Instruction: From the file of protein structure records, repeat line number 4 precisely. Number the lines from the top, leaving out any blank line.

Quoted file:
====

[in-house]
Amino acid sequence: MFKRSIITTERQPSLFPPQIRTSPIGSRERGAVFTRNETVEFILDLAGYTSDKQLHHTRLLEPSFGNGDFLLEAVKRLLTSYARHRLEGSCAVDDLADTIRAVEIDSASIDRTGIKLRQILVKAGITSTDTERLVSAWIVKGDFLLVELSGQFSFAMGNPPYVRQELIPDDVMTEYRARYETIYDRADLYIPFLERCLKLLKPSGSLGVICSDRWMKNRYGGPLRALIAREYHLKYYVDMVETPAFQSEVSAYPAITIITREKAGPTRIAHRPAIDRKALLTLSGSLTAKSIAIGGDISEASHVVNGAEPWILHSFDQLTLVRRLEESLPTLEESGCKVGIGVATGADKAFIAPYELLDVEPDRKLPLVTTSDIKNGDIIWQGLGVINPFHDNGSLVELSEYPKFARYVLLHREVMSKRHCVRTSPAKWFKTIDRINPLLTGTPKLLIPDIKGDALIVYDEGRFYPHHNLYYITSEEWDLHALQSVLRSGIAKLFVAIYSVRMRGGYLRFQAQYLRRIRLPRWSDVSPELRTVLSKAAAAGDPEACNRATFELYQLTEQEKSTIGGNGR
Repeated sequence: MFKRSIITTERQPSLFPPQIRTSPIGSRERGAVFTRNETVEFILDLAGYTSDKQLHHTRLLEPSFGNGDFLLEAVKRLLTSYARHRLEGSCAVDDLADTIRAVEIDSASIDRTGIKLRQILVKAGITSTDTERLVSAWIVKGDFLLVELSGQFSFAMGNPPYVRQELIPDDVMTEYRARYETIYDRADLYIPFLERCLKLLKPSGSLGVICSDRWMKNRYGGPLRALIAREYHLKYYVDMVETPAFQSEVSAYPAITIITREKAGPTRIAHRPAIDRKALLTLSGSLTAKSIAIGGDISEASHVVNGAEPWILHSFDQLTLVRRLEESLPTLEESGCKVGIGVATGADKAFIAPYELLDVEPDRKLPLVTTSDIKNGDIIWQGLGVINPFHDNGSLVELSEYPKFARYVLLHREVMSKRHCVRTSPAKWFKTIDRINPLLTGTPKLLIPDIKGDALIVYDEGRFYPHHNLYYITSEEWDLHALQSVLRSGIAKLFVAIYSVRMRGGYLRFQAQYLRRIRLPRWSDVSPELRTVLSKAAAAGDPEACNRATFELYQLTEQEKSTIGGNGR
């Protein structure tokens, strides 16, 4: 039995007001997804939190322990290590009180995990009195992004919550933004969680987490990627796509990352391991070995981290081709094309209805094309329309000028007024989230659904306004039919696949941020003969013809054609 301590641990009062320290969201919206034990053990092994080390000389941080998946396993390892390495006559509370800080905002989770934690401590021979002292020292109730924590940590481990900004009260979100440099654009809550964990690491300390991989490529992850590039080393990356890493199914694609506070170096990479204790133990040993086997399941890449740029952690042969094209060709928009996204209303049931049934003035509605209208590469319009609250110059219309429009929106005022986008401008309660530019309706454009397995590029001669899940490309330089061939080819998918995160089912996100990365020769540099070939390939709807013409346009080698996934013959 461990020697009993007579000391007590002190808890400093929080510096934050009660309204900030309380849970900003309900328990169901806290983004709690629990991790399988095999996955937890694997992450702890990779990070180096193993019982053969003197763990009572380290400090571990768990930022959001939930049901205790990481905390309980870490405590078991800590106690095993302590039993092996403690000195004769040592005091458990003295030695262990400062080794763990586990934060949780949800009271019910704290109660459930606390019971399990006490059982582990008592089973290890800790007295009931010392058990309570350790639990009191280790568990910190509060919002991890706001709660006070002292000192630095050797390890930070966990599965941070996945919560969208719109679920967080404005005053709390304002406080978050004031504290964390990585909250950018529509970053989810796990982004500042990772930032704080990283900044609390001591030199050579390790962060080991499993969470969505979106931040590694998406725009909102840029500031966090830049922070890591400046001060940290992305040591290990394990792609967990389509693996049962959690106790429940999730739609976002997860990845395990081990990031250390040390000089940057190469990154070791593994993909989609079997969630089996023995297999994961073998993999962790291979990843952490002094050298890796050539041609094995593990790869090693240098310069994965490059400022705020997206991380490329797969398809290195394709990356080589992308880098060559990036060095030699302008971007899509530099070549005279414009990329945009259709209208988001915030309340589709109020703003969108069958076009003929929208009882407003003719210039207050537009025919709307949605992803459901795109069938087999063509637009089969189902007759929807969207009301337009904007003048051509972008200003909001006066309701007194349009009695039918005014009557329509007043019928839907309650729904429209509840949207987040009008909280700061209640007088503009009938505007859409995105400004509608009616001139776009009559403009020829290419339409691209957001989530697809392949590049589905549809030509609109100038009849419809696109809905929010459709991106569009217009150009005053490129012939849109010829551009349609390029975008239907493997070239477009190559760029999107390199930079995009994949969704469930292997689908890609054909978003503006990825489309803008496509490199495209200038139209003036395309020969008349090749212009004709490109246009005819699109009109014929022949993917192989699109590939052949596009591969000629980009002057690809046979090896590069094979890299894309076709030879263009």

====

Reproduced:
């Protein structure tokens, strides 16, 4: 039995007001997804939190322990290590009180995990009195992004919550933004969680987490990627796509990352391991070995981290081709094309209805094309329309000028007024989230659904306004039919696949941020003969013809054609 301590641990009062320290969201919206034990053990092994080390000389941080998946396993390892390495006559509370800080905002989770934690401590021979002292020292109730924590940590481990900004009260979100440099654009809550964990690491300390991989490529992850590039080393990356890493199914694609506070170096990479204790133990040993086997399941890449740029952690042969094209060709928009996204209303049931049934003035509605209208590469319009609250110059219309429009929106005022986008401008309660530019309706454009397995590029001669899940490309330089061939080819998918995160089912996100990365020769540099070939390939709807013409346009080698996934013959 461990020697009993007579000391007590002190808890400093929080510096934050009660309204900030309380849970900003309900328990169901806290983004709690629990991790399988095999996955937890694997992450702890990779990070180096193993019982053969003197763990009572380290400090571990768990930022959001939930049901205790990481905390309980870490405590078991800590106690095993302590039993092996403690000195004769040592005091458990003295030695262990400062080794763990586990934060949780949800009271019910704290109660459930606390019971399990006490059982582990008592089973290890800790007295009931010392058990309570350790639990009191280790568990910190509060919002991890706001709660006070002292000192630095050797390890930070966990599965941070996945919560969208719109679920967080404005005053709390304002406080978050004031504290964390990585909250950018529509970053989810796990982004500042990772930032704080990283900044609390001591030199050579390790962060080991499993969470969505979106931040590694998406725009909102840029500031966090830049922070890591400046001060940290992305040591290990394990792609967990389509693996049962959690106790429940999730739609976002997860990845395990081990990031250390040390000089940057190469990154070791593994993909989609079997969630089996023995297999994961073998993999962790291979990843952490002094050298890796050539041609094995593990790869090693240098310069994965490059400022705020997206991380490329797969398809290195394709990356080589992308880098060559990036060095030699302008971007899509530099070549005279414009990329945009259709209208988001915030309340589709109020703003969108069958076009003929929208009882407003003719210039207050537009025919709307949605992803459901795109069938087999063509637009089969189902007759929807969207009301337009904007003048051509972008200003909001006066309701007194349009009695039918005014009557329509007043019928839907309650729904429209509840949207987040009008909280700061209640007088503009009938505007859409995105400004509608009616001139776009009559403009020829290419339409691209957001989530697809392949590049589905549809030509609109100038009849419809696109809905929010459709991106569009217009150009005053490129012939849109010829551009349609390029975008239907493997070239477009190559760029999107390199930079995009994949969704469930292997689908890609054909978003503006990825489309803008496509490199495209200038139209003036395309020969008349090749212009004709490109246009005819699109009109014929022949993917192989699109590939052949596009591969000629980009002057690809046979090896590069094979890299894309076709030879263009």